My MIL has always been sedentary, but at about 78 years, she put down the car keys and refused to drive anymore.  She has a container garden, and that is very engaging for her, but it is her only activity.  My dh does all her grocery shopping; she walks into and out of doctor appointments and that is about her most extended exercise.  

 

My dad was fairly ill, but about all he did after age 88 was sleep, get dressed, take his meds, eat, take a nap, watch the dogs playing outside his window, personal care, watch the kids playing outside his window, take his meds, eat, nap, personal care, meds, eat, watch tv for an hour, get undressed and go to bed.  That took all his energy.  I was impressed with his doggedness in taking good care of himself, but it took every ounce of energy he had.

 

Neither is depressed.

 

I have to say that while it bothers my mom in a way (she likes to feel useful), I have noticed that she in particular has recognized the changes in each stage of life and accepted them with grace.  And I'll even go farther than that.  She has explained to me that if she saw herself now with 45 year-old eyes, she would be depressed or worried.  But with age comes the grace to deal with the changes of age.

 

I see this in myself, and in my son's eyes on me.  He just doesn't understand whyyyyyy I am content to stick with email when I could be using SnapChat or whatever is the new technology this week.  And I remember feeling the same way about MY mom with the technology issues when I was his age.   :0) 

 

If your mom is content, I wouldn't be too concerned.  If she is depressed about her lack of energy, then take steps to figure it out, including the exercise.  

 

 

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Could you help her do some simple container gardening that would be productive during the time she's with you? I'm thinking lettuces? Or maybe if you can pick up some tomatoes seedlings already well set?

That is a good idea. I have herb boxes outside of the kitchen; I might be able to have her help me get them planted out. I would have to come up with a table or something, so they will not be down low. Maybe a cheapo table from Walmart/Target.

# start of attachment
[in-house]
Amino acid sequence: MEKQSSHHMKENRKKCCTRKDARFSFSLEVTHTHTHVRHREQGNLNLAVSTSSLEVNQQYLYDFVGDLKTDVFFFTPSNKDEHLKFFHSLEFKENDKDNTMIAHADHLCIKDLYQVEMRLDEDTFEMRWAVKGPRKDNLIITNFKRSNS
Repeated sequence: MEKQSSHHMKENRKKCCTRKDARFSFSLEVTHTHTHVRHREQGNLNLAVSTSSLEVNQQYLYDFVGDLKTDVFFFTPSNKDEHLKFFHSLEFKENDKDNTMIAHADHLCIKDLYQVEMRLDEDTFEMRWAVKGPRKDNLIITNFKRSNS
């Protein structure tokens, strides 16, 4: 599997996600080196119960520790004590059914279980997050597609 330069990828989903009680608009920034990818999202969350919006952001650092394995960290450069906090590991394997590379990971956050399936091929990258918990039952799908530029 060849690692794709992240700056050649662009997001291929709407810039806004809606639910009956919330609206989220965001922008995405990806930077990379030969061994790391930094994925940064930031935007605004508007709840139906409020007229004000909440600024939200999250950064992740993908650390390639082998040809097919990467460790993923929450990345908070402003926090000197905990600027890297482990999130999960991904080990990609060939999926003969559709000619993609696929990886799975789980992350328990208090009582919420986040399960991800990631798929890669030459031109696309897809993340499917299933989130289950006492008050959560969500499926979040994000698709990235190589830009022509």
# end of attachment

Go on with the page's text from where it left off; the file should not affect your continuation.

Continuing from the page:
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Quill, if it is any help, I noticed a BIG change at about 80 and then again about 90. My mom was a tennis champion, for crying out loud, in her mid-40s. Walked 10K's until she was 79. Now, she putters around, age 94, taking an hour to get an egg for breakfast, and then she needs a nap. For the first time ever, she sits and does NOTHING...no TV, no book, just sits. She can go grocery shopping, drive (although that is happening less and less and I am glad for that), goes to church weekly, but then it is nap time. Her daily exercise has been a walk to the apartment elevator and back--and I grant you that it is quite a distance!--and then doing the housework she can manage.

 

That line, right there - that is exactly how it is. It takes an amazing amount of time just to do the normal routine each morning and then she is tired.

 

This morning she told me she had not slept well and barely slept all night. So then, that really affects her pep even more. She wasn't "ready" for the day until 11:10, and I had not fixed her hair yet. But she laid down on her bed "for a minute" and fell asleep, so I just left for work wothout waking her or fixing her hair. I was possibly going to take her to DS' LAX game today, but now I doubt it because she will probably be asleep.

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That line, right there - that is exactly how it is. It takes an amazing amount of time just to do the normal routine each morning and then she is tired.

 

snip

 

 

And the thing is, my mom KNOWS she is taking forever to make an egg, and it annoys her, but she doesn't seem to be able to do anything about it.  

 

I think she uses up more calories than she GETS, making breakfast.

 

:0)

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Totally normal--my grandfather is 90, and he was extremely active until the last couple of years. Most people I now that are 90 or more nap a lot, are always cold, and eat next to nothing. 

 

Would it help to bathe later in the day, and then just do a quick wash up in the AM so that if she does want to go somewhere, she's not starting with zero energy? Maybe the self-care in the evening would tire her out enough to sleep a little better/longer. I know eating and dressing would still be a bit of a struggle. Does her wardrobe make dressing super easy? Just some thoughts--they might not be practical.

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This sounds exactly like my mom.  She's 87 and lives sort of by herself in an independent living facility (she cares for her daily needs/laundry/ light cleaning (like dishes), but they clean her apartment, change her bedding, cook three meals a day in the dining room).